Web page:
How to ask someone ‘R U OK?’
IT'S time to join the conversation about suicide prevention on R U OK day 2018.
With one simple chat you could save a life so here's how you can start the conversation with your friends, family and co-workers and ask 'R U OK?'
A M I READY?
It's important to make sure you're in a position to listen before asking someone else if they're OK. Ask yourself if you're prepared to give as much time as needed to the other person. If you feel like you're ready to help them, make sure to pick the right moment. When asking a friend if they're OK, make sure you've picked a private and comfy place to ask. Don't put them on the spot if they're strapped for time or in a noisy public place.
HOW TO ASK
Be relaxed and friendly when asking if someone is OK. Try phrasing the question openly, like "How are you going?" or "What's been happening?" to help them open up. If they don't want to talk, it's fine to let them know you're concerned about their recent behaviour and that you care about them. Let them talk at their own pace, and remind them you're available to chat when they feel up to it.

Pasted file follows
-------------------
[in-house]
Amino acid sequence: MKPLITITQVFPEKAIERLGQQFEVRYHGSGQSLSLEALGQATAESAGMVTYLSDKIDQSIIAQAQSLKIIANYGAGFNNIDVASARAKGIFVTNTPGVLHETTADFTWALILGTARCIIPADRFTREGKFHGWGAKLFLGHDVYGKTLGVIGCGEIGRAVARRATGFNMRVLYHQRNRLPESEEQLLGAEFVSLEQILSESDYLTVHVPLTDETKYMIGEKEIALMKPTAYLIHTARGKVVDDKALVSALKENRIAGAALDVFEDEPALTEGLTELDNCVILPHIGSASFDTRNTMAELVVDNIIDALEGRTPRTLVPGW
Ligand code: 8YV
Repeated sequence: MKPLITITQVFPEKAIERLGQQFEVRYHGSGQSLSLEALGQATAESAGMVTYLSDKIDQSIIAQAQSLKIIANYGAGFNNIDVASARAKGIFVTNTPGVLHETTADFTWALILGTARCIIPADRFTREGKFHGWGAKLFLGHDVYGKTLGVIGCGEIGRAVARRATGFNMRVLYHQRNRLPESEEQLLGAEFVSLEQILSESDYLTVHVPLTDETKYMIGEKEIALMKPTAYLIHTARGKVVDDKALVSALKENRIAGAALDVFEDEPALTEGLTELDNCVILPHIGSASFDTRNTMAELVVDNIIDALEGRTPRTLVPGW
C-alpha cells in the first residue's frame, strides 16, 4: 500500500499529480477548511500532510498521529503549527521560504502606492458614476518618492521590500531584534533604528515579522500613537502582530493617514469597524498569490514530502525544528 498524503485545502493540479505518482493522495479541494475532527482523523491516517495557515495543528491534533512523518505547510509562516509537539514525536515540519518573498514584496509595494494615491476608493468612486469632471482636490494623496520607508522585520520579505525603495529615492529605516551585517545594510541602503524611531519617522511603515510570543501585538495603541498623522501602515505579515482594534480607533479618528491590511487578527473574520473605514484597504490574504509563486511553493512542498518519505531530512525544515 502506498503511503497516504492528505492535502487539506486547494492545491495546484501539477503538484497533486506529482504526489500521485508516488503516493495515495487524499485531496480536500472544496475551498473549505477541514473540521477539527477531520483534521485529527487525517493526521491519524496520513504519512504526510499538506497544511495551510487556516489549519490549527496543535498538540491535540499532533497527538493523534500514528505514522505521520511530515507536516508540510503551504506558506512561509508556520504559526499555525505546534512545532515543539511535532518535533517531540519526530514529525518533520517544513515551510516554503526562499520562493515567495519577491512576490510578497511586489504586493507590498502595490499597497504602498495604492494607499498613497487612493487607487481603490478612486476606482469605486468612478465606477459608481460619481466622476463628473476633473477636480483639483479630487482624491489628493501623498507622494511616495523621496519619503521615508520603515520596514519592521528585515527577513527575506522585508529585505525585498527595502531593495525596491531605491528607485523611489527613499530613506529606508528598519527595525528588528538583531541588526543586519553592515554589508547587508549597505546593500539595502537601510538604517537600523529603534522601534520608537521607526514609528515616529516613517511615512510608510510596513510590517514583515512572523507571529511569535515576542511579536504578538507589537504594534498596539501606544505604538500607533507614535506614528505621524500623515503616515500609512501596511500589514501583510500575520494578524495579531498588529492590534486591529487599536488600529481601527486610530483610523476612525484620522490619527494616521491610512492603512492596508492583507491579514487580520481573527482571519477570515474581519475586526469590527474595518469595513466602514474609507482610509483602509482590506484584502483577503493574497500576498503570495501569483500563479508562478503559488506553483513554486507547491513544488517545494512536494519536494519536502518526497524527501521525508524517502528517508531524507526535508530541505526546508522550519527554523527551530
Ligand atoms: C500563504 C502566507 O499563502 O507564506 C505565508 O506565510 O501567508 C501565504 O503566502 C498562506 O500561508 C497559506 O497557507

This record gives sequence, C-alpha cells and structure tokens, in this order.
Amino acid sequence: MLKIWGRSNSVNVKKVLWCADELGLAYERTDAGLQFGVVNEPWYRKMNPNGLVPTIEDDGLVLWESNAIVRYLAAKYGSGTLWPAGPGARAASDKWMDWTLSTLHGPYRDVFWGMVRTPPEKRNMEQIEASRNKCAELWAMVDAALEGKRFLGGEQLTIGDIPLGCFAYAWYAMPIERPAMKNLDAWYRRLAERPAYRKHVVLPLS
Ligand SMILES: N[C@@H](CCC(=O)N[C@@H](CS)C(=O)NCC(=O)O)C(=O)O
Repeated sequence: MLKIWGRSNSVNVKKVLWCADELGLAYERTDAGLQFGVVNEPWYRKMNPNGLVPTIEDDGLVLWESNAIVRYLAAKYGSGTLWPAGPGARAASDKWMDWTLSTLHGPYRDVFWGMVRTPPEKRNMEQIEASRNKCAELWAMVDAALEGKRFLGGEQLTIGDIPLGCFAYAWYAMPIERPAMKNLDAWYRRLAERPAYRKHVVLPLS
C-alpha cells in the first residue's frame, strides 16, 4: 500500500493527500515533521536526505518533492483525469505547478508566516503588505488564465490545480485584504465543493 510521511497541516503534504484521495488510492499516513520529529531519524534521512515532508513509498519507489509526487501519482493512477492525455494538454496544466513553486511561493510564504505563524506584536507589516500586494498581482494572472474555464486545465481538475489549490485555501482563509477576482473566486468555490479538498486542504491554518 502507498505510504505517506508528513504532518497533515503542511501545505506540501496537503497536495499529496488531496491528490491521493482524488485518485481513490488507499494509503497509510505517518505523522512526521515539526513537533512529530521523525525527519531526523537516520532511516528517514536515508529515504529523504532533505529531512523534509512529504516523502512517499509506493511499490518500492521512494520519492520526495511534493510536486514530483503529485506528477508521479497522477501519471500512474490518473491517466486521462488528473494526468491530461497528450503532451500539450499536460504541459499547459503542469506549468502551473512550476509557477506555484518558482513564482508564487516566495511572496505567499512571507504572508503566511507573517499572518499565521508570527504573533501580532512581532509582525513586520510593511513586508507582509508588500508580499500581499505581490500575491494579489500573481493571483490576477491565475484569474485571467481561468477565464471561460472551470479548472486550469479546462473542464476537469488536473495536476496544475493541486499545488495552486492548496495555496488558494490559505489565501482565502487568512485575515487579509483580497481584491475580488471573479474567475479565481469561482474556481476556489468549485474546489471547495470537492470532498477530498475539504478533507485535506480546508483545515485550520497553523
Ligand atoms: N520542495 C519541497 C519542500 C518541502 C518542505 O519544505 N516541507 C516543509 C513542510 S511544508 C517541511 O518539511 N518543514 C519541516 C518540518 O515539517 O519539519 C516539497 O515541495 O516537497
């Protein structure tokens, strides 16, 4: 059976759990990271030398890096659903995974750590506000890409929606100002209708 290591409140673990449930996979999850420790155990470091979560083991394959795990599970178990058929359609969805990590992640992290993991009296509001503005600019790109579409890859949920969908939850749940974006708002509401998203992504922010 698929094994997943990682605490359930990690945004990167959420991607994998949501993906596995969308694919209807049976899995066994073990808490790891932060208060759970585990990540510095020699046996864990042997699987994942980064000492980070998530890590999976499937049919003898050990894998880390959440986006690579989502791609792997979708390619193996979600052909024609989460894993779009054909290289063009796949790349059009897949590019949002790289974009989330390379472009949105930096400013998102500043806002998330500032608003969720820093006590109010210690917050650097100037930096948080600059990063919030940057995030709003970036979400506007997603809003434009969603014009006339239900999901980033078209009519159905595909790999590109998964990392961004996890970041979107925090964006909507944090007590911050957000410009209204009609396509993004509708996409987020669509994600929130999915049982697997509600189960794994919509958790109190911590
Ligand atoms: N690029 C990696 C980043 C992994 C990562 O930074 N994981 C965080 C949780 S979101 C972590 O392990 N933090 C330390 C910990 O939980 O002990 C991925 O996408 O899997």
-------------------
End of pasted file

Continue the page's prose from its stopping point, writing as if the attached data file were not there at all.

Take what they say seriously and don't rush them. Encourage them to explain by asking things like "How are you feeling about that?" or "How long have you felt that way?" You want your conversation to be a judgment-free zone, so it's OK to stay quiet and listen to their experience.
It's important to let them know they have your support, and encourage them to take action. After you've had a chat, set yourself a reminder to contact them again in a couple of weeks to catch up. Stay in touch with them, as genuine concern and care will make a world of difference to someone in a bad headspace. Be sure to check out RUOK for more details on asking 'R U OK?'
If you are worried someone might be suicidal contact Lifeline for crisis support. If life is in danger, call triple-0.